Although PLs are significantly reduced by careful choice of LLE solvent (Figure 2), there are still significant levels of PLs as well as additional plasma components, such as proteins, salts, formulation agents, and mobile phase modifiers, that remain in extracts after LLE. Phospholipids, as well as these additional interferences, contribute to poor robustness, matrix effects, divergent standard curves, and poor repeat analysis reproducibility. Removal of these interferences can be accomplished by a second clean-up step. This not only cleans up matrix components but also removes derivatization reaction mixture constituents. It is necessary to remove the reaction mixture components since they can precipitate on the LC column or in the MS source.

To assess the overall sample cleanliness after different levels of sample preparation, MS full scan mode was utilized from m/z 100 to 1000. The MS scan data shown in Figure 3 demonstrates the differences in the endogenous background present in the sample after LLE only compared to LLE followed by SPE. This shows a significant reduction in MS background when the additional mixed-mode SPE clean-up is performed after LLE. In Figure 3, a very high, broad background peak in the LLE only extract not only saturates the detector, but also co-elutes with EE, potentially causing significant and variable suppression or enhancement, which negatively impacts reproducible quantification. This background peak is eliminated when the LLE extract is further cleaned up by mixed mode SPE. Without the utilization of mixed-mode SPE clean-up, the background noise levels are too high to achieve a lower limit of detection (LOD) of 1 pg/mL for EE in human plasma.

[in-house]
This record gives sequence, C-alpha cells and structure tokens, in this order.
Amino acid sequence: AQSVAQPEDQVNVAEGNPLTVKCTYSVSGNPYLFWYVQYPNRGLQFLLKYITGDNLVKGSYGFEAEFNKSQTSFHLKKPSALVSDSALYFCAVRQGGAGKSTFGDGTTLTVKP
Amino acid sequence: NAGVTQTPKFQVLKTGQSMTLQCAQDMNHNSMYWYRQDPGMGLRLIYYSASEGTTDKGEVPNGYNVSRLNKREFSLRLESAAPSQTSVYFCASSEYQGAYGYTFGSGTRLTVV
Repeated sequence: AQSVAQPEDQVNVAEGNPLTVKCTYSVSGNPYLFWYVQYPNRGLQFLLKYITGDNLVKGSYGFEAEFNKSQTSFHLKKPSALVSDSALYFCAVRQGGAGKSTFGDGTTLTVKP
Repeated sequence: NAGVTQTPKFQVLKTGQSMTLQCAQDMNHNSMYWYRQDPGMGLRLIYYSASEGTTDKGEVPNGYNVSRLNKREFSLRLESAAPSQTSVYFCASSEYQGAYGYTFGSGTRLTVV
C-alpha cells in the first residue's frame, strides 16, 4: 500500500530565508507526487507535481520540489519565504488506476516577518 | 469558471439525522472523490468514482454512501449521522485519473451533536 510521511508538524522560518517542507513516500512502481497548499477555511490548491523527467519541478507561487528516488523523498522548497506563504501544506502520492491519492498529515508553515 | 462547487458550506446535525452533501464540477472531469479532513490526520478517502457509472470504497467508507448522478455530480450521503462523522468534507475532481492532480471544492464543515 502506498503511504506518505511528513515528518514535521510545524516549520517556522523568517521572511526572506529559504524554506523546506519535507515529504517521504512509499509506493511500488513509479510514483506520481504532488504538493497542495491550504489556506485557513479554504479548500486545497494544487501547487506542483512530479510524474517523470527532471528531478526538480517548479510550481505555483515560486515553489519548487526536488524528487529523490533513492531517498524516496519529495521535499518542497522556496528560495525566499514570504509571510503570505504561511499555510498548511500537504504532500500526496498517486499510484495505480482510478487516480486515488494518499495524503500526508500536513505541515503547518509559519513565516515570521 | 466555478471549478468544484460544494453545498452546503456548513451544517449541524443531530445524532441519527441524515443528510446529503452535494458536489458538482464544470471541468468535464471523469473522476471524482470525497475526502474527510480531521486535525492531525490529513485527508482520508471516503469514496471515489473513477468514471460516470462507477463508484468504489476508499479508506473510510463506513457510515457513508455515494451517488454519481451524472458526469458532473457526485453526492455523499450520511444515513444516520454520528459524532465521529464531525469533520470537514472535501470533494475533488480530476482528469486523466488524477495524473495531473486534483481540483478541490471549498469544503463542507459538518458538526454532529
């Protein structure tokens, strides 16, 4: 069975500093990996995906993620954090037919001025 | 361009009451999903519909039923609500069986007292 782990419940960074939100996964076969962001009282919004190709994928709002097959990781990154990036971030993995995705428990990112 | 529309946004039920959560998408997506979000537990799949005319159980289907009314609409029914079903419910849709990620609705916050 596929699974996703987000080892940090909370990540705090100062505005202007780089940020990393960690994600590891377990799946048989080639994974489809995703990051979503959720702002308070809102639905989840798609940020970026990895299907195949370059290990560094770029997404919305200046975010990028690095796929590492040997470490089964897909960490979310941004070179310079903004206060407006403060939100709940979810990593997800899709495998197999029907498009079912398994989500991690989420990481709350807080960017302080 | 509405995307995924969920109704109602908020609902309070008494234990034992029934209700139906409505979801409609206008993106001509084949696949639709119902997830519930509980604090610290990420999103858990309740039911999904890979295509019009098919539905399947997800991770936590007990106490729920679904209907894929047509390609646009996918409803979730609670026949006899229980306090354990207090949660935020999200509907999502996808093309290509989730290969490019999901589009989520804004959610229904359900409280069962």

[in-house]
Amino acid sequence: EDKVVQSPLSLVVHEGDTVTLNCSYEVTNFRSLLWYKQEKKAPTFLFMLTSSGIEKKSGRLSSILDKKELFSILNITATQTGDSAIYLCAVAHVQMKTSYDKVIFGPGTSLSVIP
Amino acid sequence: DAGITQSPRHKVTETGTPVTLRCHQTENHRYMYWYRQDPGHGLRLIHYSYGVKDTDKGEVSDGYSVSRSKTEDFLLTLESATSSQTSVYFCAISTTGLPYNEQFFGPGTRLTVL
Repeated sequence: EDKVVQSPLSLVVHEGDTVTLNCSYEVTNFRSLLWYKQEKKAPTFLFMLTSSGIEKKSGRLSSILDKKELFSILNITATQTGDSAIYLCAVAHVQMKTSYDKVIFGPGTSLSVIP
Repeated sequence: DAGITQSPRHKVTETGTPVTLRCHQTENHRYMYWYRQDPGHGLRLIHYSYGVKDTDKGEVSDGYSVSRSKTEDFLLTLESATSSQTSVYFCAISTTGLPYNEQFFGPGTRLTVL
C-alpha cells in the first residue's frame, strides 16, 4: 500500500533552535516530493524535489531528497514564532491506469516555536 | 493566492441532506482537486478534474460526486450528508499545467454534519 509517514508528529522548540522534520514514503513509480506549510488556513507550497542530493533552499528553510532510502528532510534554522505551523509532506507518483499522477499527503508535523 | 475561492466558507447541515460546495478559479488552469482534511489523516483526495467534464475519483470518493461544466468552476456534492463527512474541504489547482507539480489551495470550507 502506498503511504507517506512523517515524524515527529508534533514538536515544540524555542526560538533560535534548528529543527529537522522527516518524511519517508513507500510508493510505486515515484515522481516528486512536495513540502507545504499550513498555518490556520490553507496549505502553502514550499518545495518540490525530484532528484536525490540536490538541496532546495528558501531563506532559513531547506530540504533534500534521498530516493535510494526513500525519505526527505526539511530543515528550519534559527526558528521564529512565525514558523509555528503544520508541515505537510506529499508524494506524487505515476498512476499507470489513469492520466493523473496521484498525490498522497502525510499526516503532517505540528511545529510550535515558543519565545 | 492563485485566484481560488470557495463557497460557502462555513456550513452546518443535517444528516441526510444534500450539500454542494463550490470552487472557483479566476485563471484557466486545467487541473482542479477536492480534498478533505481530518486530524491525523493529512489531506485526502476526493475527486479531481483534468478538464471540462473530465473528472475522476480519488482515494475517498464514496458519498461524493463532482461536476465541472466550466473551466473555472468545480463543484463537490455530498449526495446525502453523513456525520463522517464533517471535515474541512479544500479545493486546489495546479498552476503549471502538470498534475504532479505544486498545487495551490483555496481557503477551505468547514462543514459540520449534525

Figure 3. Representative MS scan data for human plasma extracted using LLE only (red) and LLE followed by mixed-mode SPE (green). The retention time for EE is shown in purple.

The generic method for Oasis MCX provided high recovery (>85%), however, additional optimization was required to further clean-up plasma samples following LLE and derivatization and to accommodate the high organic composition of the sample prior to SPE. After derivatization, samples contain approximately 50% organic. The sample pre-treatment was optimized from a 1:1 dilution of the sample with 4% phosphoric acid (H3PO4) in H2O to a 2:1 dilution of the sample with 4% H3PO4 to further dilute organic content and improved initial retention on the SPE plate.

Optimization was also performed to remove or reduce derivatization buffers and residual matrix components. An additional wash step was needed following the 100% methanol wash. The additional step, 5% NH4OH in 50/50 acetonitrile/water (v/v), provided the release of components bound by ion exchange and reversed phase but elute in 50% or less acetonitrile. Because EE is very hydrophobic, it was still retained on the sorbent while interferences were washed to waste.